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PRACTICE 5

La-Pentatonic Unit Plan


Lesson 9: Stay
Grade 3

Teacher Name: Ryan Dillon

Objectives: Students will learn to play Stay by Rihanna (feat. Mikky Ekko) on keyboard instruments;
Students will improvise in La pentatonic with peer accompaniment; Students will transcribe Stay into
musical notation.

Standards Being Addressed:


MU:Pr5.1.3b - Rehearse to refine technical accuracy, expressive qualities, and identified performance
challenges.
MU:Pr6.1.3a - Perform music with expression and technical accuracy.
MU:Pr4.2.3c - Describe how context (such as personal and social) can inform a performance.
MU:Pr4.2.4b When analyzing selected music, read and perform using iconic and/or standard notation
MU:Pr4.1.3a - Demonstrate and explain how the selection of music to perform is influenced by personal
interest, knowledge, purpose, and context.
MU:Cr2.1.3b - Use standard and/or iconic notation and/or recording technology to document personal
rhythmic and melodic musical ideas.

Song Analysis
Tone Set La pentatonic

Range A4-E6

Rhythm Set Quarter, eighth, half

Form Verse, Pre-chorus, Chorus, Bridge

Pedagogical Use
Melody La, Do, Re, Mi, So, La

Rhythm Syncopation

Other Pop music

Notes https://www.youtube.com/watch?v=wS4InT7Ycdk

Materials of Instruction:
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Music
Accompaniment patterns
Sheet music (for teacher):
https://docs.google.com/document/d/1alaOpO1-vRHSkllF7qezJqWpDofrMf4LxH5isVsyf-
Y/edit
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Solfege Cards

Worksheet

Name:

Date:

Lesson 9: Stay

Complete the following transcription activity for the verse and pre-chorus of Stay. The blanks
above the staff are for your solfege syllables. The staff is for writing your actual note heads.
Use the color associated with each solfege syllable as a support if it is helpful when writing in
the blanks or on the staff. This assignment will be completed by you and your group. Raise
your hand if you have questions!
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Lesson Sequence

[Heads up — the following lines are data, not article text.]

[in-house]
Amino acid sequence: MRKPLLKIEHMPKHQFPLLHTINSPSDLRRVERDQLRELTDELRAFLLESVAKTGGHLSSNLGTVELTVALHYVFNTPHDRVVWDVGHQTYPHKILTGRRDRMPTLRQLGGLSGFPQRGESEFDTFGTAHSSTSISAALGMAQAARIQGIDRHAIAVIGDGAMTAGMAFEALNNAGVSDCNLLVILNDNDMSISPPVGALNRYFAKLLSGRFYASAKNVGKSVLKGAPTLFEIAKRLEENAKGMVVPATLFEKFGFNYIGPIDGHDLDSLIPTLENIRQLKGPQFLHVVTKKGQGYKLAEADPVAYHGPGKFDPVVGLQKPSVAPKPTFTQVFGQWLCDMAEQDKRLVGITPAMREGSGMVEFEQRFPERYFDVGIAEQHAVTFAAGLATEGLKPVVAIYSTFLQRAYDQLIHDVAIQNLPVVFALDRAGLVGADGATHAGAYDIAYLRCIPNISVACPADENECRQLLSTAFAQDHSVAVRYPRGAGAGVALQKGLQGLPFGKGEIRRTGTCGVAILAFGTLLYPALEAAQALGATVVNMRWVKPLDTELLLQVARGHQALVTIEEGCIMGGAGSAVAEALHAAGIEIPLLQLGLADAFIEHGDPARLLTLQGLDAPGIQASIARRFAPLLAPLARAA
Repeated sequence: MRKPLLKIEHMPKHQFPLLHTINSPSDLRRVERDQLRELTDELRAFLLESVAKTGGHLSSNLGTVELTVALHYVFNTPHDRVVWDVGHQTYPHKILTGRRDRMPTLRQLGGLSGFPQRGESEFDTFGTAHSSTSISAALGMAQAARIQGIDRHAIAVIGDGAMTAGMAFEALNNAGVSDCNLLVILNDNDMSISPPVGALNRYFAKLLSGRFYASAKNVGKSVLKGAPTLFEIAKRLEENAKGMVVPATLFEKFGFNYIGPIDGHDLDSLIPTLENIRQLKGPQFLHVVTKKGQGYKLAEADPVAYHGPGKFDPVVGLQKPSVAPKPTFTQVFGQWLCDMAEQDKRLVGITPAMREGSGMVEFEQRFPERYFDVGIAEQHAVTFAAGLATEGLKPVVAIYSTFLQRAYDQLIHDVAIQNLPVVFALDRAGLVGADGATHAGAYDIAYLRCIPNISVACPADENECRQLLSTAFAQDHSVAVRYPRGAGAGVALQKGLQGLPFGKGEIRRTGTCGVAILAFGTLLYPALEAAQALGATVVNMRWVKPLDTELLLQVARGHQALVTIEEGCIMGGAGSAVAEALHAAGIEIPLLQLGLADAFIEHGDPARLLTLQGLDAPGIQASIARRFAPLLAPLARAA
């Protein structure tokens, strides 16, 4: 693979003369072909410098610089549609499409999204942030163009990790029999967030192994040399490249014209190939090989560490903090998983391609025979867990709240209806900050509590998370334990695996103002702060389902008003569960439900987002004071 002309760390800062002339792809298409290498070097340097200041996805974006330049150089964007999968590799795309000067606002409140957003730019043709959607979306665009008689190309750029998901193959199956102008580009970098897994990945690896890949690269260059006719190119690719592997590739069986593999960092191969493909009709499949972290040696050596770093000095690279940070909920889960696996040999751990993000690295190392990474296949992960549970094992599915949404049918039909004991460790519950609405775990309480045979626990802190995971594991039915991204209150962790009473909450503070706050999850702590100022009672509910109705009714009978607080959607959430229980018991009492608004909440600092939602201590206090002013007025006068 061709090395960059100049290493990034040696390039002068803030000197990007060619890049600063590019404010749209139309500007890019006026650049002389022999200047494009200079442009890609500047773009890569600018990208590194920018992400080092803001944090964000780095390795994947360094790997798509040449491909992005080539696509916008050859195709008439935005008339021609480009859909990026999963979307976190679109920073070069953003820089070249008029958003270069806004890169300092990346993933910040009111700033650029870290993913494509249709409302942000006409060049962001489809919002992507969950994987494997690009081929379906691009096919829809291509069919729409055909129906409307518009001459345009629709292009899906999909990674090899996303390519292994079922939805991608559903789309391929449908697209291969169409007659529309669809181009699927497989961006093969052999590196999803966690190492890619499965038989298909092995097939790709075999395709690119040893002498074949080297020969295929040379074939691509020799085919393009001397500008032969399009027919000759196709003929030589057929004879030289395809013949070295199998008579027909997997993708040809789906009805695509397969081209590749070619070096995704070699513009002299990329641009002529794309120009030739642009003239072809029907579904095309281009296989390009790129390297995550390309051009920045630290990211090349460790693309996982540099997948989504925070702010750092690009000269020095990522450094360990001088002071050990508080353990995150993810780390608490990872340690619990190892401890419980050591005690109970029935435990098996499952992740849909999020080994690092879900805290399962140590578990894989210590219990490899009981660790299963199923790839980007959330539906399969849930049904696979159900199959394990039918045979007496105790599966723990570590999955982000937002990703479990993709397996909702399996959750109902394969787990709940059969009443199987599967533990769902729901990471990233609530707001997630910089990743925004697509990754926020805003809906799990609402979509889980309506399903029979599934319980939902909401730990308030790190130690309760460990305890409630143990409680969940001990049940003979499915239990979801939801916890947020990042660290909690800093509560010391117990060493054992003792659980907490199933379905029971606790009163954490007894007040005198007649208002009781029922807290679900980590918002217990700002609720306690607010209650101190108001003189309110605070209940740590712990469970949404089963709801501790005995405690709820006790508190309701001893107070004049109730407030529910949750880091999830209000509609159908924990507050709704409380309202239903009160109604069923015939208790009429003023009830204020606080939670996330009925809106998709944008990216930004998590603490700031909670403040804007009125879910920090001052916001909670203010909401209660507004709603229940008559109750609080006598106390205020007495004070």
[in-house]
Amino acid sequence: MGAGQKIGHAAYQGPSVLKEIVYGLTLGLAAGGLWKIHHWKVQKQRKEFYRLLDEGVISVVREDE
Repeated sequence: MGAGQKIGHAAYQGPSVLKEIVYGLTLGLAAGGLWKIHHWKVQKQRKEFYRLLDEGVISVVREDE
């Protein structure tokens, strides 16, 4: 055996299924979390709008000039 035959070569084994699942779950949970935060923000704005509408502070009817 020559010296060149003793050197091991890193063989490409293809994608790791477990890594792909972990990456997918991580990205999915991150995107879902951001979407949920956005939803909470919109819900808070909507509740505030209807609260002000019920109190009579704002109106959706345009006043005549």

Entry Activity/Transition: Students sing through the minor pentatonic scale on solfege, through patterns
within the scale, and through random combinations using the solfege cards.
1. T leads class in singing through la-pentatonic scale on solfege, pointing at solfege cards
(beginning with common patterns and moving to less common), and vocally phasing out until Ss
are able to sing the syllables and pitches without hearing them externally from the teacher first.
T will simply point to the syllable and Ss will sing it.

Assessment: Ss sing through La-pentatonic scale on their own with 90% accuracy.
Transition: T: Remember, we still have our two surprise syllables. Next, were going to play the
scale on the keyboard instruments, but this time were not going to remove the surprise bars
from the instrument! The song still does not use them though. What does that mean youll have
to do?
Ss: Pay attention and not hit them.
T: Exactly! Weve been playing through this scale for a while, so I think youre ready for
the challenge!.

Activity #1: Students will review minor pentatonic scale on keyboard instruments (with all bars on).
1. T plays through scale with Ss.
a. T: The first time we do this, I want you to yell skip each time we encounter our
surprise syllables in the scale. What scale degree, or number are they in the
scale? (Hint [if necessary]: the numbers are on the solfege cards on the board)
i. Ss: 2 and 6!
ii. T: You are correct! Lets go!
iii. Whole class plays through la pentatonic scale on keyboard instruments
and yells Skip! when encountering the surprise syllables (ti and fa).

Assessment: Ss play through scale accurately with all the bars on and without playing ti or fa.

Transition: T: Good work! That was short, I know. I just wanted to prep you for upcoming
classes when we stop removing bars from the instruments. Now, please take the bars off again,
and well learn a new song! Lets see if you can identify it

Activity #2: Students will play Stay on keyboard instruments (remove bars fa, ti)
1. T: This will be sort-of like a game: Build a Song! Start by following me. Ill play a pattern
and keep it going. Join in when you think youve got some of it. If youre wrong, no
worries! Just listen and fix it.
a. T plays the verse accompaniment pattern.
i. Ss join as comfortable. If class is off on anything for an extended period